WASHINGTON — With the deadline for a debt limit increase inching perilously closer, Congress remained deadlocked Saturday over how to avoid a crisis as both houses spent the day publicly mired in often tart, even defiant partisan votes and rhetoric.
Privately, however, the White House was talking to leaders of both parties, and there appeared to be enough hope for an accord that a planned vote to cut off debate on a Democratic measure was abruptly postponed until Sunday.
"There are many elements to be finalized and there is still a distance to go before any arrangement can be completed," House Majority Leader Harry Reid said Saturday night.
"But I believe we should give everyone as much room as possible to do their work."
Reid, D-Nevada, said he had spoken to the White House "quite a few times this evening."
The dramatic end to the Senate's long day capped hours of ups and downs as lawmakers and the White House worked to break the impasse over raising the nation's debt limit. Negotiators were stuck over how to increase the limit in stages.
The $14.3 trillion debt limit must be increased by Tuesday. If it isn't, it puts the federal government at risk of default, which could trigger panic in financial markets worldwide and perhaps plunge the U.S. economy back into recession.
Just four hours before Reid offered his cautious optimism late Saturday, he and Senate Republican Leader Mitch McConnell dramatically illustrated the tension, and the high stakes, with an unusually sharp, personal clash over the outlook for compromise.
"The process has not been moved forward during this day," Reid said after he and House Minority Leader Nancy Pelosi, D-Calif., met with President Barack Obama for nearly 90 minutes.
But House Speaker John Boehner, R-Ohio told a news conference he was "confident that we're going to be able to come to some agreement with the White House and end this impasse."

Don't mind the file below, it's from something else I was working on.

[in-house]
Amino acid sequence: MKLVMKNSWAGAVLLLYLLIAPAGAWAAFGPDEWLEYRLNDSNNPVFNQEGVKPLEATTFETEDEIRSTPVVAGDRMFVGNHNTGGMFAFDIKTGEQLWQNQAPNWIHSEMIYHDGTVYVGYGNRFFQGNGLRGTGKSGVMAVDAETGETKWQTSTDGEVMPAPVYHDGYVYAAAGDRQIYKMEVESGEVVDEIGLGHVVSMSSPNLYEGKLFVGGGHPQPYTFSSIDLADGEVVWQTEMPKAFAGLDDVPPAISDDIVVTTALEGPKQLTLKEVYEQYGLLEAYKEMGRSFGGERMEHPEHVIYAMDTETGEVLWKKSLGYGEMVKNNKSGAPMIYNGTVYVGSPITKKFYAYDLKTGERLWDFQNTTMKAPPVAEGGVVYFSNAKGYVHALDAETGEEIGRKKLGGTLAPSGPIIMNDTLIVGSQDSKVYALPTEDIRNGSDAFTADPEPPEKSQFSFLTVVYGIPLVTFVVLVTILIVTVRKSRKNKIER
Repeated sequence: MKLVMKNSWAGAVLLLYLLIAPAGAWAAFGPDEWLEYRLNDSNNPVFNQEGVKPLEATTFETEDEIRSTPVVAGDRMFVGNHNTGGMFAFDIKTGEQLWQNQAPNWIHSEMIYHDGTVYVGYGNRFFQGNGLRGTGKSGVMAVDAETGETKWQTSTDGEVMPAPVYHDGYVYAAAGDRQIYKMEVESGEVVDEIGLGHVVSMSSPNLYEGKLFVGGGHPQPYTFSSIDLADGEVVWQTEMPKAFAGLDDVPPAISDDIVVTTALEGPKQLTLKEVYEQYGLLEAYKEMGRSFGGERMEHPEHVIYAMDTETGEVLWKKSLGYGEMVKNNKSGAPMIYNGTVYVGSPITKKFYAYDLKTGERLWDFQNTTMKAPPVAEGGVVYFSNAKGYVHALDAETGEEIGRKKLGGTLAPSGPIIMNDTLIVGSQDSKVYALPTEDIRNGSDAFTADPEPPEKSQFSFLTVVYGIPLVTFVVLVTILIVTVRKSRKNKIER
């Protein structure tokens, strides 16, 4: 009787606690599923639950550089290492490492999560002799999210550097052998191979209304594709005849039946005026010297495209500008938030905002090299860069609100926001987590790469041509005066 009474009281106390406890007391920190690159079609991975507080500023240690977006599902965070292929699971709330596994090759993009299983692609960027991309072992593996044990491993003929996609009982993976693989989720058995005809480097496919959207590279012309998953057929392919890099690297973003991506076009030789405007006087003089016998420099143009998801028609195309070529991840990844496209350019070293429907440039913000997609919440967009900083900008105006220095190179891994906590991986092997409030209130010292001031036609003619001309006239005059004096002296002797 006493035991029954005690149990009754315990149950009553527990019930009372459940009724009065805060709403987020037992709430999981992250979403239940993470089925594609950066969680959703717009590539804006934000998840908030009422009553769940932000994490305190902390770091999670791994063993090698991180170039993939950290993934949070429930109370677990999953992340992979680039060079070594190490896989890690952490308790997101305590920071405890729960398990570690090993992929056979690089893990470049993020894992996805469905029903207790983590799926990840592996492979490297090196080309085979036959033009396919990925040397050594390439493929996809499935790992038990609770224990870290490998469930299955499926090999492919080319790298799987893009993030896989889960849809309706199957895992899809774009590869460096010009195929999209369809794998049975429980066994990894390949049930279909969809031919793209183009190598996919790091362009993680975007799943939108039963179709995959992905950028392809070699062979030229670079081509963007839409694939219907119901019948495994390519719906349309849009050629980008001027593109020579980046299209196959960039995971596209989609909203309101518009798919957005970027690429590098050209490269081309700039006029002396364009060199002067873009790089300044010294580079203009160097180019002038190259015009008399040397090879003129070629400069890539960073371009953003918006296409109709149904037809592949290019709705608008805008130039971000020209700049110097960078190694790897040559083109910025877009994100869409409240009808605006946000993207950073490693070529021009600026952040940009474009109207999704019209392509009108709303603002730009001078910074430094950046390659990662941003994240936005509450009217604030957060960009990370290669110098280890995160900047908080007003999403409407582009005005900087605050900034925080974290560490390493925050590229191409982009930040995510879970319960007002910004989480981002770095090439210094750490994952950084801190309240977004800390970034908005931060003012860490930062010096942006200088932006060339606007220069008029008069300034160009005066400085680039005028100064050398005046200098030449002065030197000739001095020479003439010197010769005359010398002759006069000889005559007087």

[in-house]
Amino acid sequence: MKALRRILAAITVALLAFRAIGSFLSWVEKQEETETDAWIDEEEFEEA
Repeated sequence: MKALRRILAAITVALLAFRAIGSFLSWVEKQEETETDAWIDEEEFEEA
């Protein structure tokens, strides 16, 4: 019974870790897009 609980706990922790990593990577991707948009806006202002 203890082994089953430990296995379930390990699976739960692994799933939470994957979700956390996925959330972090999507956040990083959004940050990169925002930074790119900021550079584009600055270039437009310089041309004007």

And McConnell said that he spoke to Obama and Vice President Joe Biden on Saturday afternoon, and added that "we are now fully engaged, the speaker and I," with Obama. "Our country is not going to default for the first time in history," added McConnell, R-Kentucky. "We have now, I think, a level of seriousness with the right people at the table we needed. We're going to get a result."
Reid, with fellow senators huddling around him, standing and watching intently, took to the Senate floor to dispute McConnell's account with a harsh tone rarely used to discuss the opposition's tactics in the genteel Senate.
Reports a deal could be close are "not true," Reid said.
With McConnell standing a few feet away, Reid charged the GOP leaders were "holding meaningless press conferences."
And, Reid said, "I just spent two hours with the president, the vice president and the agreement is not (coming together) in a meaningful way. The Republicans still refuse to negotiate in good faith."
McConnell swung back, saying, "I think we've got a chance of getting there. What I think is not helpful is the process we're going through here on the Senate floor."